Freedom in the World
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Israeli-Occupied Territories *
Freedom Rating (1 = best, 7 = worst)
Civil Liberties (1 = best, 7 = worst)
Political Rights (1 = best, 7 = worst)
The civil liberties rating for the Israeli-occupied territories declined from 5 to 6 due to a combination of Israeli military incursions, restrictions on the delivery of food aid, and violent dispersals of protests.
Israeli military action increased in both the West Bank and the Gaza Strip in 2007, resulting in hundreds of Palestinian casualties. Following the fracturing of the Palestinian Authority in June and Hamas’s takeover of the Gaza Strip, Israel restricted fuel and electricity supplies to that territory and temporarily sealed its borders.
Israel declared its statehood in 1948 on land allotted for Jewish settlement under a UN partition plan. It gained additional territory in the ensuing conflict with neighboring Arab states. Meanwhile, Jordan captured East Jerusalem and the West Bank, and Egypt took the Gaza Strip. In the 1967 Six-Day War, Israel seized the West Bank, East Jerusalem, and the Gaza Strip, as well as the Sinai Peninsula (from Egypt) and the Golan Heights (from Syria). The Sinai was later returned to Egypt.
After 1967, Israel began establishing Jewish settlements in the West Bank and Gaza Strip, an action regarded as illegal by most of the international community. Israel has maintained that the settlements are legal since under international law the West Bank and Gaza are disputed territories. In what became known as the first intifada (uprising), Palestinians living in the West Bank and Gaza began attacking mainly Israeli settlers and Israel Defense Forces (IDF) troops in 1987. Israel and Yasser Arafat’s Palestine Liberation Organization (PLO) reached an agreement in 1993 that provided for a PLO renunciation of terrorism and recognition of Israel, Israeli troop withdrawals, and gradual Palestinian autonomy in the West Bank and Gaza.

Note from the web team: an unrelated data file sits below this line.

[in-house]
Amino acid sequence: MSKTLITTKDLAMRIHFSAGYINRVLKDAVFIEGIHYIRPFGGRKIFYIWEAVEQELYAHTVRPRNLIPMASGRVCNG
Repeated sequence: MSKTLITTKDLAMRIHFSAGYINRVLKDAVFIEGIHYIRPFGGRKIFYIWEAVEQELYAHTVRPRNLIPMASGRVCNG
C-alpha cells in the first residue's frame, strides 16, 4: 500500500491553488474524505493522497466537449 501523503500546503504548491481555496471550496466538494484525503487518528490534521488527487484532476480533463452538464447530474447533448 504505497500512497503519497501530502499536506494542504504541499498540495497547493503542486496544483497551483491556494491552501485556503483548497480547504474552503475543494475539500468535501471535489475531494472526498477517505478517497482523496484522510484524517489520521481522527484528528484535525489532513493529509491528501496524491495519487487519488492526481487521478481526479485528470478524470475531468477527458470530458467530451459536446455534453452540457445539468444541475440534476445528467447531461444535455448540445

In subsequent years, the IDF granted the new Palestinian Authority (PA) control over most of Gaza and up to 40 percent of West Bank territory, including 98 percent of the Palestinian population outside of East Jerusalem. However, the IDF reentered most PA areas after the September 2000 eruption of the second intifada.
Israeli and Palestinian leaders engaged in far-reaching negotiations under U.S. sponsorship in 2000 and early 2001, but the talks failed to produce a final settlement. The Palestinians’ armed uprising continued, and violence flared throughout the occupied territories. Meanwhile, Likud party leader Ariel Sharon was elected Israeli prime minister in 2001. Insisting that the PA was not preventing terrorism, Israel responded to Palestinian suicide bombings by staging raids into PA-ruled territory. The incursions targeted Islamist and secular militant groups but also caused the deaths of many civilians.
In 2003, Israel and the PA agreed to abide by a “road map” to peace put forward by the United States, Russia, the United Nations, and the European Union (EU). The plan demanded coordinated Palestinian and Israeli steps toward peace, and the eventual creation of an independent Palestinian state.
After Arafat’s death in 2004 and the election of Mahmoud Abbas as the new PA president in 2005, violence declined markedly. In February 2005, Sharon and Abbas agreed on a formal truce that lasted through June 2006. Israel unilaterally withdrew all settlers from the Gaza Strip in August 2005, and by September all IDF troops had pulled out of the territory. However, while Israel handed control of Gaza’s southern border to the PA and the EU (subject to Israeli surveillance), it retained control over the airspace and coastline.
The Islamist faction Hamas won 74 of 132 seats in the 2006 elections to the Palestinian Legislative Council (PLC). Abbas’s Fatah party won only 45 seats, allowing Hamas to form a government without Fatah support. Israel, the United States, and the EU refused to recognize the Hamas-led government, citing the group’s involvement in terrorism and refusal to recognize Israel or past Israel-PA agreements.
In June 2006, in response to the killing of eight Palestinian civilians by an artillery shell, Hamas declared an end to the 2005 truce with Israel and accelerated the firing of Qassam rockets at Israel from Gaza. The source of the artillery fire remains disputed. Hamas and other militant groups subsequently carried out a raid near Gaza, killing two IDF soldiers and capturing a third, Corporal Gilad Shalit. Israel responded by invading Gaza, where the IDF destroyed Qassam launchers and ammunition sites but failed to locate Shalit. The fighting killed dozens of unarmed civilians. Human rights groups condemned Israel for these deaths and the destruction of a major power plant in Gaza. PA-controlled areas of the West Bank also faced Israeli incursions in 2006.